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This chapter argues that Trump’s rise heralds a shift in the prevailing ‘emotional regime’ (Reddy 2001) towards an ‘angry populism’. Based on an analysis of the role of anger and offence in media coverage of Trump since his election victory, the chapter shows that the president and his supporters are constructed as essentially angry—often about nothing in particular. The widespread emphasis on Trump’s performative anger—and his appeal to an aggrieved public through this anger—has had significant consequences in shaping public debate over the presidency. It suggests the salience of angry populism, implying that anger is a viable interpretive framework for understanding political discourse and its performance.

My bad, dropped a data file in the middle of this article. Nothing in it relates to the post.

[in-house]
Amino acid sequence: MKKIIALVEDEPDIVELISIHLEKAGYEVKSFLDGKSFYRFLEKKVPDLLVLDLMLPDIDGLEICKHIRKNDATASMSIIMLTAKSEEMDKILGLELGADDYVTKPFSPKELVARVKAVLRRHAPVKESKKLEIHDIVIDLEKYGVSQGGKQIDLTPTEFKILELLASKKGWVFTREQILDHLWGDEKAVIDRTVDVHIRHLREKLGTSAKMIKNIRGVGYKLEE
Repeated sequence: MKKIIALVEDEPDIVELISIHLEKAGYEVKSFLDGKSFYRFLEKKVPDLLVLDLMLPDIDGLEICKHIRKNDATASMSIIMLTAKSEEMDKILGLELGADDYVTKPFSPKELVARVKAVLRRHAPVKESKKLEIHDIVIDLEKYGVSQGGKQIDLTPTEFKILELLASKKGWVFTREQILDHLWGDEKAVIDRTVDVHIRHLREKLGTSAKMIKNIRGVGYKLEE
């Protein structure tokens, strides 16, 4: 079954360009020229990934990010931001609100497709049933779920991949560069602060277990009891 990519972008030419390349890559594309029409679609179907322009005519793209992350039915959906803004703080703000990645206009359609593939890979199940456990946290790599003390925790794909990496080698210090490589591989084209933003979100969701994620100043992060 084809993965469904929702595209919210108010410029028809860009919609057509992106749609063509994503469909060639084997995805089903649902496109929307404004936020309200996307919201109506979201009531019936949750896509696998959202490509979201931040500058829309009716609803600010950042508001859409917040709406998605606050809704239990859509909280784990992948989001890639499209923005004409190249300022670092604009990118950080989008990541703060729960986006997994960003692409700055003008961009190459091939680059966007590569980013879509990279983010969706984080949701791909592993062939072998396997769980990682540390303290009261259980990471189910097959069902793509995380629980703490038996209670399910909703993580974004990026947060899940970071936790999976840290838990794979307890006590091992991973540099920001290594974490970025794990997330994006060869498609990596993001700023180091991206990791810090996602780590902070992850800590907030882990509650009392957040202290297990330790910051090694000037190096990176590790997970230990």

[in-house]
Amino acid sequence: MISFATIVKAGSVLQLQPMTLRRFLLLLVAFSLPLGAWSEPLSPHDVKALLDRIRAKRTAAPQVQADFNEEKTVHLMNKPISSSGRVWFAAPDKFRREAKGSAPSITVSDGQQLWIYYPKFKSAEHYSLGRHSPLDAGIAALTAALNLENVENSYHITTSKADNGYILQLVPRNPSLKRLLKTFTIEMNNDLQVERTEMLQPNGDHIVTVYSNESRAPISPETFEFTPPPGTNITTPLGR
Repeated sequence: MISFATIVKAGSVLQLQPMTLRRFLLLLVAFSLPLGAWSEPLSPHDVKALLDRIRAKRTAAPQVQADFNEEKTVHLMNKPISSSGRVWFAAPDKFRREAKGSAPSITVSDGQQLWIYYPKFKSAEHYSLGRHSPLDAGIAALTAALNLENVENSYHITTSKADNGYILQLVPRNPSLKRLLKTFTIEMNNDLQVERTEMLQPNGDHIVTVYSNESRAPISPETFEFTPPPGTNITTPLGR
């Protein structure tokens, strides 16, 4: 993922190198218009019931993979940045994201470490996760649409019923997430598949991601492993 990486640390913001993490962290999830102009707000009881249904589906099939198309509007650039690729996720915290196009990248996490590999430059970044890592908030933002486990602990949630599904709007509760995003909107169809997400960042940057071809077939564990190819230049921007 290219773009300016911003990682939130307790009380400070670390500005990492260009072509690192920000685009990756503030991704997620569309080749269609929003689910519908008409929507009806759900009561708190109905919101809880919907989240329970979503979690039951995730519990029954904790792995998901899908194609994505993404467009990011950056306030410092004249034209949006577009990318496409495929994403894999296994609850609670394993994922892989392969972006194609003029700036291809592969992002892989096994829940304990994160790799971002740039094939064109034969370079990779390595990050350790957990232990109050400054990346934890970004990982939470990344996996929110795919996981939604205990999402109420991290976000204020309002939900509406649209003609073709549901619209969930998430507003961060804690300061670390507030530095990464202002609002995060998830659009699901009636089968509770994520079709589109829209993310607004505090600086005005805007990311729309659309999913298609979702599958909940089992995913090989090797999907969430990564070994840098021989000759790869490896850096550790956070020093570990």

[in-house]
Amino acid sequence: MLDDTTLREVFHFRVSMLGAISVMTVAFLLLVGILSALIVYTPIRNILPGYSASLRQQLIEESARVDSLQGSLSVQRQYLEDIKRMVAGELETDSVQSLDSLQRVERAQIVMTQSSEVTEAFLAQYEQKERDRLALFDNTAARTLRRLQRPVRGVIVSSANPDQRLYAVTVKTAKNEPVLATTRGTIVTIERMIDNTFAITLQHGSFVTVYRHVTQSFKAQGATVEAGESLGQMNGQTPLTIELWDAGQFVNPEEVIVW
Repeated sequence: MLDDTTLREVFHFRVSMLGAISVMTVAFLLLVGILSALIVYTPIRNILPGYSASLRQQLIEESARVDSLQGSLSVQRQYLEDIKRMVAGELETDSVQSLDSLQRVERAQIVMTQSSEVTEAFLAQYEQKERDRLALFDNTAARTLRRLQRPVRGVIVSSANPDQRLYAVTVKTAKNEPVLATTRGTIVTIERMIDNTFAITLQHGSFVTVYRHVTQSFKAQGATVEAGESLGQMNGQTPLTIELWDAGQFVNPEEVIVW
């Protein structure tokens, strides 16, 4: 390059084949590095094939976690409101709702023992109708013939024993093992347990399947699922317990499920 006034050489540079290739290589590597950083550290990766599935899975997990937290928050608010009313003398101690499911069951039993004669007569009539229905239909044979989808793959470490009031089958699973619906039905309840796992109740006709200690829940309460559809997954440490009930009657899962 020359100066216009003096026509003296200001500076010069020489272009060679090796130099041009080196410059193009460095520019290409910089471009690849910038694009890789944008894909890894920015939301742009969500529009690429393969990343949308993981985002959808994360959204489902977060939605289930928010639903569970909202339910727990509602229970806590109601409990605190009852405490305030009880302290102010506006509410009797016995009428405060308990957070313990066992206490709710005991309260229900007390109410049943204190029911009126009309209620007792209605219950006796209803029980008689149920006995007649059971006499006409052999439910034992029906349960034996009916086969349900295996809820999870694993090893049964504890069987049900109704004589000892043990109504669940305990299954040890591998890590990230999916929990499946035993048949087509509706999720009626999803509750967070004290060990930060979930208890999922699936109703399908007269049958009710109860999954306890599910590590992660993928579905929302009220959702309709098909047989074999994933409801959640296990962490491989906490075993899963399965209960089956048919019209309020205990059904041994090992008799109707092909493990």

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- Creating an Emotional Community: The Negotiation of Anger and Resistance to Donald Trump
- Chapter 3